President Pamela Gann recently sent out an update to the student body, titled “Updating and Refreshing CMC’s Strategic Plan,” announcing the beginning of a formal review of CMC’s strategic plan. Enrollment, admissions, facilities, athletics, and other topics are slated for evaluation, but some “essential characteristics” are off the table. Details are available in the message, posted in its entirety below.
CMC is among the premier liberal arts colleges in the world, and we are poised to attain even greater distinction. To continue our positive trajectory, a well envisioned and executed strategic plan is a critical need for the Board of Trustees, the President and senior administrative leadership, the faculty, students, and alumni.
In 2002, the College established a strategic plan to help guide us over the ensuing decade. In that plan, we solidified our mission and the teacher-scholar model, and identified top priorities for Admission and Financial Aid, Faculty, Curriculum, Institutes, Student Life, Alumni Affairs, Public Affairs, Financial Planning and Human Resources, and various aspects of the College’s Master Plan, along with key indicators by which to measure our progress. I am pleased to say that, in following our plan, we have made significant strides. For example, our admissions rate has fallen from 25% in 2002, to 16% in 2009, establishing CMC among the top five most selective national liberal arts colleges, and as provided for in the plan, we have reduced the number of in-state students to around 35%, and increased our international enrollments substantially. Our graduation rate has increased to 94%. Our faculty recruiting has been extremely robust and successful, and we continue to make progress in many other areas.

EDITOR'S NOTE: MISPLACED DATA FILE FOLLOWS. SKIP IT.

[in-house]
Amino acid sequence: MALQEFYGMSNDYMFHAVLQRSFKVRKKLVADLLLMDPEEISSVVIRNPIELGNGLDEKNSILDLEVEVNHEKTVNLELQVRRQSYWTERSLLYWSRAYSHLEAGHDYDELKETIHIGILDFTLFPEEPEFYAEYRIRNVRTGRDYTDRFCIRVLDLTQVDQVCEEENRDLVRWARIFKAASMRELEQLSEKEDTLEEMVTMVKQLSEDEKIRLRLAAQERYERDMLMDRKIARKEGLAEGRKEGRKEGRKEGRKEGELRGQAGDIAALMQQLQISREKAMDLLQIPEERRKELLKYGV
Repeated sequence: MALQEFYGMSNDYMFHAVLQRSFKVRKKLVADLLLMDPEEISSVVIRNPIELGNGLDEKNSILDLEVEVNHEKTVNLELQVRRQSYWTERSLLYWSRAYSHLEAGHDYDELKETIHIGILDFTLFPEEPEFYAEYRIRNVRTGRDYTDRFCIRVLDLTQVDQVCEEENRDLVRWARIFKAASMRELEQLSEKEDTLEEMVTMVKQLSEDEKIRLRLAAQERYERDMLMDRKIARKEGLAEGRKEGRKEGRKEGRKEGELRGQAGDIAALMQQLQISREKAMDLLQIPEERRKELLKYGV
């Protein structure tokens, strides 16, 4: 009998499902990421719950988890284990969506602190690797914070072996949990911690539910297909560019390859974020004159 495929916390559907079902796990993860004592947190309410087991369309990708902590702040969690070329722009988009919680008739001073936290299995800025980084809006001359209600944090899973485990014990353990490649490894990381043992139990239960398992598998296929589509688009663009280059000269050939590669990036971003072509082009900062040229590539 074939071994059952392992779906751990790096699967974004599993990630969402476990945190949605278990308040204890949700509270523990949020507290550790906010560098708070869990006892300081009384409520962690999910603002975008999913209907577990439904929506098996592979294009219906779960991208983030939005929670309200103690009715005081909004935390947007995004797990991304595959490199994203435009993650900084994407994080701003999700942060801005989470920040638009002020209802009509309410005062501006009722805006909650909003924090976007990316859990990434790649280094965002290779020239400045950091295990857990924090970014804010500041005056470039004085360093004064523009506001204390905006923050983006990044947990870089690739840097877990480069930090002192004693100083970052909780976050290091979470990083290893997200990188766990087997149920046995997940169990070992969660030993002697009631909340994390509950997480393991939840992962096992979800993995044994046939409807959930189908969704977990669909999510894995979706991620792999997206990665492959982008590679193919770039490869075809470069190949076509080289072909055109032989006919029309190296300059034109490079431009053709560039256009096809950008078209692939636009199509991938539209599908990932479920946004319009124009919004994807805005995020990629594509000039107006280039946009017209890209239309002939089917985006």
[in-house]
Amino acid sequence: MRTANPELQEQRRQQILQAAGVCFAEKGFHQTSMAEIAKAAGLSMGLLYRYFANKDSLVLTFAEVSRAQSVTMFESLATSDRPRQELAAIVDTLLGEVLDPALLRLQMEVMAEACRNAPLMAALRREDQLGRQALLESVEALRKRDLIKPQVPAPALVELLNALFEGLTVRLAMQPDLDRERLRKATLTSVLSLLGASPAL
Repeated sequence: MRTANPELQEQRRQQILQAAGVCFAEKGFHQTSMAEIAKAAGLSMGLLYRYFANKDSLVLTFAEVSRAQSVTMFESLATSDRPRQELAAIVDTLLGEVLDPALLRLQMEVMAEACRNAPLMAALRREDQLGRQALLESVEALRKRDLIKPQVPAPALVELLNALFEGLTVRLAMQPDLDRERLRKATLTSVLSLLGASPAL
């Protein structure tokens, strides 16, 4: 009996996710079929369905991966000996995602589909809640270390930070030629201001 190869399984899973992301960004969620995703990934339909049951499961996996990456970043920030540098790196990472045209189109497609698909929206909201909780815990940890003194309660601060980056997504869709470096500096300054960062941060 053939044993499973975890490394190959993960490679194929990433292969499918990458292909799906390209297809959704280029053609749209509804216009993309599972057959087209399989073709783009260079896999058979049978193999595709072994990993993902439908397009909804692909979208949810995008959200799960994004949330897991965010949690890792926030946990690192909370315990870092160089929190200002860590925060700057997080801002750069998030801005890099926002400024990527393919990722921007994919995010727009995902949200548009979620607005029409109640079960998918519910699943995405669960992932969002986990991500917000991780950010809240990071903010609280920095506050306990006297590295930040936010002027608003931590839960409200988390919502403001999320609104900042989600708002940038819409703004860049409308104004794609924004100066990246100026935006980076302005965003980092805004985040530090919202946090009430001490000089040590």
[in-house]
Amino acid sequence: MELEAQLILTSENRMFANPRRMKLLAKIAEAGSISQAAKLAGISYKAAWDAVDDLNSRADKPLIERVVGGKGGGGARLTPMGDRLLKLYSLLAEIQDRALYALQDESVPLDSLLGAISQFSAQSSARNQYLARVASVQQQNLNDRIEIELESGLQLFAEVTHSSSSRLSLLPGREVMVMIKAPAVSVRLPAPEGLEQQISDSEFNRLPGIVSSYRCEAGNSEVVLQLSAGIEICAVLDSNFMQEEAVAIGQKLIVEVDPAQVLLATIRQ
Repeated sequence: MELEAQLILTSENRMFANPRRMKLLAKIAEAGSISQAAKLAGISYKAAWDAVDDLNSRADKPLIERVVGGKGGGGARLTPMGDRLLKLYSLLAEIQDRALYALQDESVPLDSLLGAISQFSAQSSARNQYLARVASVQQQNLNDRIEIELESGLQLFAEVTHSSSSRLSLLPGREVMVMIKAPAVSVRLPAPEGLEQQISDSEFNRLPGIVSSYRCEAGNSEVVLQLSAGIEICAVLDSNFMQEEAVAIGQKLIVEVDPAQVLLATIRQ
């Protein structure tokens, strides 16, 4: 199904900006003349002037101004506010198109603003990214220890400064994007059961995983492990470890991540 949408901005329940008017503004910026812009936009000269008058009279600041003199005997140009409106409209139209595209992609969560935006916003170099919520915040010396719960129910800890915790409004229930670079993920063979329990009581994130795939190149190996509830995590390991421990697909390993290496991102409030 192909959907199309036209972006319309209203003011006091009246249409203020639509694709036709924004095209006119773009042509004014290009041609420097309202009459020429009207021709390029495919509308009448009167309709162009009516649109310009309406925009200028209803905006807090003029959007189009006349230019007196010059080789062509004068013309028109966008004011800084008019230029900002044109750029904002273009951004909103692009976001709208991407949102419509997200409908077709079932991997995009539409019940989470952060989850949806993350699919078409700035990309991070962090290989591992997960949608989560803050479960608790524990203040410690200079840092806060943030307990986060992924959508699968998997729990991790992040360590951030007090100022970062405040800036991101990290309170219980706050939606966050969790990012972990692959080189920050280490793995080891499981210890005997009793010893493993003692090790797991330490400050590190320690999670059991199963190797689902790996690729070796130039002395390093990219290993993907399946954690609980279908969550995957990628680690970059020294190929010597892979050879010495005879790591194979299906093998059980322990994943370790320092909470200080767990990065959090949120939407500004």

The Board of Trustees and I believe that our 2002 strategic plan has served us well, but now it is time to review, update, and refresh our overall plan to guide us as we move into the next five years and beyond. In this updating process, we ought to examine and hone certain areas that we need to adapt to the changing environment for our students and our financial sources. This effort would not revisit, however, essential characteristics surrounding key aspects of the College, such as: our mission; CMC as a residential –student centered College; our teacher-scholar model for faculty; the balance across various aspects of the College; and our commitment to the consortium.
At its May 2009 meeting, the Board of Trustees approved proceeding with updating and refreshing our plan, and also approved a number of areas to review in this process. These include:
1. Enrollment Growth in Claremont
2. Admission and Financial Aid
3. Selected Topics in Academic Affairs as it Relates to the Faculty and the Curriculum
4. Master Planning of the Campus
5. Financial Planning
6. The Role of Athletics at the College
The strategic planning work will be conducted through existing standing committees of the faculty and the Board of Trustees; therefore, we will not establish a separate set of strategic planning committees. Also, the timeline to complete the work is this academic year, with the Board’s plan to approve the new strategic plan at its May 2010 meeting.
I already appreciate the involvement of students and staff in our master planning efforts to date. As our strategic planning work continues, I will provide updates on our progress during this academic year.
Pamela B. Gann